State officials say pretreatment was ineffective as icy roads hit Connecticut Wednesday
Motorists across the state faced icy road conditions Wednesday morning, which caused hundreds of crashes and delays. Many questioned what went wrong with the Department of Transportation’s road pretreatment. Officials said just about everything that could go sideways did. But it was largely out of the agency’s control.
“The past two days were extremely cold days, and last night we had crews deployed at midnight to be ready to respond, but we had warm air and very cold pavement conditions,” said Garrett Eucalitto, DOT’s deputy commissioner.
Eucalitto said about 450 crews were deployed statewide, but what they found on the road was a lose-lose situation. The state has two pretreatment options available: liquid brine or rock salt mixed with magnesium chloride.
Brine is usually applied a day ahead of inclement weather. It adheres to the pavement and prevents ice from forming. But pavement conditions were too cold this time around for brine.
“Unfortunately we cannot deploy that if pavement conditions are 23 degrees or below because it will immediately freeze upon impact. Most roads across the state were 22 degrees or below Tuesday night,” Eucalitto said.
On the other hand, rock salt is spread before a major event or snowstorm when roads are wet. However, roads were completely dry Tuesday night going into Wednesday morning.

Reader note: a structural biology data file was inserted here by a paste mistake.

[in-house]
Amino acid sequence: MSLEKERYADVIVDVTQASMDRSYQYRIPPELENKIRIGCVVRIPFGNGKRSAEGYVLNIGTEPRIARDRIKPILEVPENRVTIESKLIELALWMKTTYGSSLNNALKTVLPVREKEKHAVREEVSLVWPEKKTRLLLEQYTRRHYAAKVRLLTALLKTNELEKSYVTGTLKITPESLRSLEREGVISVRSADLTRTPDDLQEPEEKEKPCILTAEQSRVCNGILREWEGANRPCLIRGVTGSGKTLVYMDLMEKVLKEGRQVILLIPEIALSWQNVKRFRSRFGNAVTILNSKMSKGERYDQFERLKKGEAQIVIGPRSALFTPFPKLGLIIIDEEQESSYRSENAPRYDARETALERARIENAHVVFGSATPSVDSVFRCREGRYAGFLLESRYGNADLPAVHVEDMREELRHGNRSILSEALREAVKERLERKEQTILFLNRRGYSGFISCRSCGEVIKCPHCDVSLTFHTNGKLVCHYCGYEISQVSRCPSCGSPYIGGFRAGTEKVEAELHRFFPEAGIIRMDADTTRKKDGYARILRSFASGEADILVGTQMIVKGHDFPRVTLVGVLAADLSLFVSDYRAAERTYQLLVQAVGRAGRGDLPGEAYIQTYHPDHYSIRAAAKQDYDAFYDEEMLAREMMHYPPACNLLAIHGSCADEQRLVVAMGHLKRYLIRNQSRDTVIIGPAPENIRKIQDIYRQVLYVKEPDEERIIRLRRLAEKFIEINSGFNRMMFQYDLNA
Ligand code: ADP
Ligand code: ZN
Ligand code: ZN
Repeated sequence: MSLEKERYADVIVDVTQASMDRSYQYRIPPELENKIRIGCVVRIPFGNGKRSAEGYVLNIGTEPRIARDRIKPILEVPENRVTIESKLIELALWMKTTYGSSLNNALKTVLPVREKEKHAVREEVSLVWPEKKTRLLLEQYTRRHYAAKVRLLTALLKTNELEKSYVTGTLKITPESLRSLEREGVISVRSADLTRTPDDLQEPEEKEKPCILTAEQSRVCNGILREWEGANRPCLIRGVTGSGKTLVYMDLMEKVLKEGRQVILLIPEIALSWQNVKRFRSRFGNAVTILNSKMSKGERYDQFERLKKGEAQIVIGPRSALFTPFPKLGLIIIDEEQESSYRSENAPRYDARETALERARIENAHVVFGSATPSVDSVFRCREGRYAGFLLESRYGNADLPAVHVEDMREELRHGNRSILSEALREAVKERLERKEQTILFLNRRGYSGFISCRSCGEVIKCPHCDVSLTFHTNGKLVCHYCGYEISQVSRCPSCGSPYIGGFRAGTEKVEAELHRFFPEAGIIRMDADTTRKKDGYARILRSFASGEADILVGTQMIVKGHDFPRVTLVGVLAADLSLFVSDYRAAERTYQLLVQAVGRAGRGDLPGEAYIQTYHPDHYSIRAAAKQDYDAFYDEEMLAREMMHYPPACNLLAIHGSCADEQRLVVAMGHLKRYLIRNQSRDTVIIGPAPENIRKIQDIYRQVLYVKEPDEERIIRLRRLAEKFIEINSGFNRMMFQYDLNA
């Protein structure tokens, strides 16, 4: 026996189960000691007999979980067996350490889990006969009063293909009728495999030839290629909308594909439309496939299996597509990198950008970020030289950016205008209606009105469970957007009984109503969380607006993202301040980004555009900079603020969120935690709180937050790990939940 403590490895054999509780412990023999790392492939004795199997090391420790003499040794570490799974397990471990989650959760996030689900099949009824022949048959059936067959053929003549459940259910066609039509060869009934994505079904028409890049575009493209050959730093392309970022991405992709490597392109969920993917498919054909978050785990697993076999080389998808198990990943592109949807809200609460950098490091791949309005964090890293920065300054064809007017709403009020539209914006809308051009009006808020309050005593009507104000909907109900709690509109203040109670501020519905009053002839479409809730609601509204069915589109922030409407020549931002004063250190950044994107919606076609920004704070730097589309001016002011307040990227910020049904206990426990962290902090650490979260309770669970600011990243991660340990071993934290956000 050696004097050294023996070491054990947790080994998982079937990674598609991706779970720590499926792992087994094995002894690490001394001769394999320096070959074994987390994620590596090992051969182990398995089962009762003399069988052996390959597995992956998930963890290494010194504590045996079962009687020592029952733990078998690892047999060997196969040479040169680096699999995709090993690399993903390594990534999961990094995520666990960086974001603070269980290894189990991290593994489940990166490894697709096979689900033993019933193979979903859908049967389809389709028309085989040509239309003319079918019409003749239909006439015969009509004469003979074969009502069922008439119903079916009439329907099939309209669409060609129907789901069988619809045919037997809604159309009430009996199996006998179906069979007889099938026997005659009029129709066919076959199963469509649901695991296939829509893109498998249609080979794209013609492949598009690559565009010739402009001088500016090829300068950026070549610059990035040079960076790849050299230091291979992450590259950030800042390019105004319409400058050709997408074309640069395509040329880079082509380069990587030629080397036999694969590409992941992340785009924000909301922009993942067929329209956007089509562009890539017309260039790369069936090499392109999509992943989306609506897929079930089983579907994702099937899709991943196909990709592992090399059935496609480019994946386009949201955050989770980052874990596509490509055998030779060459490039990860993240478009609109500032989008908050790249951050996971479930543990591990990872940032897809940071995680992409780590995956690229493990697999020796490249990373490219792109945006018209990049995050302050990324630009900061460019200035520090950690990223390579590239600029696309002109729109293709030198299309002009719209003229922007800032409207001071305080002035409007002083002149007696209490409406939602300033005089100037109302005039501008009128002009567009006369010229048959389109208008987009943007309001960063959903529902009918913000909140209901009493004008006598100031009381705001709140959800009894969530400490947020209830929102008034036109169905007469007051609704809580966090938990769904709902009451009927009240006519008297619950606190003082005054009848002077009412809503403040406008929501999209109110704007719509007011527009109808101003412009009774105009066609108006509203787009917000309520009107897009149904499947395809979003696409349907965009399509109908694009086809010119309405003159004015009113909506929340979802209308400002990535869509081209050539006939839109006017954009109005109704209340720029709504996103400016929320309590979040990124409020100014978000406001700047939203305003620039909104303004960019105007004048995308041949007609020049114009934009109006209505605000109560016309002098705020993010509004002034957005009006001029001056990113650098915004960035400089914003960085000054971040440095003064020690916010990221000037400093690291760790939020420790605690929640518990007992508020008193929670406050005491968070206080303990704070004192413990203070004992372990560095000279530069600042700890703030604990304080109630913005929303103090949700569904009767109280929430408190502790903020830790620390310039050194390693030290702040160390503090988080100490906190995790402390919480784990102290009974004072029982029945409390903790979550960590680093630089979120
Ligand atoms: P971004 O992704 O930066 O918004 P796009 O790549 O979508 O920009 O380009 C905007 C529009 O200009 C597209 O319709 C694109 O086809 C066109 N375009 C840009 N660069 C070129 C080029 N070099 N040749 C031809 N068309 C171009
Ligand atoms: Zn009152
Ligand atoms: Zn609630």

“If we had spread that rock salt in advance, vehicles driving over it would have crushed it. The wind from moving vehicles would have washed all the rock salt from the roadways to the shoulders,” Eucalitto said.
Instead of pretreatment, crews were stationed to spread rock salt as soon as precipitation started by 5 a.m. Yet, many motorists found themselves in dangerous situations.
Eucalitto said that by 8 a.m. Wednesday, the agency recorded 10 highway and exit ramp closures. The state police responded to 285 crashes, 30 of which included injuries, as of noon Wednesday. One crash was fatal. It is unknown how many crashes were directly related to icy road conditions.
“We have advanced technology monitoring pavement conditions. We are pretty technologically savvy when it comes to what will work or not on the pavement,” Eucalitto said. “It’s just one of those freak perfect storm-type events that we don’t see too often. Snow events are much easier to address.”
Eucalitto said if similar situations are seen again, the DOT could revisit pretreatment options. And as Connecticut expects more winter weather, staffing shortages could affect response times, especially during 12-to-24-hour snow events.
“That’s where we're going to have staffing impacting us. Employees need to take their breaks and can’t be on the roads for that long,” he said.
The DOT is short about 450 people due to vacancies and health conditions, including COVID-19 cases.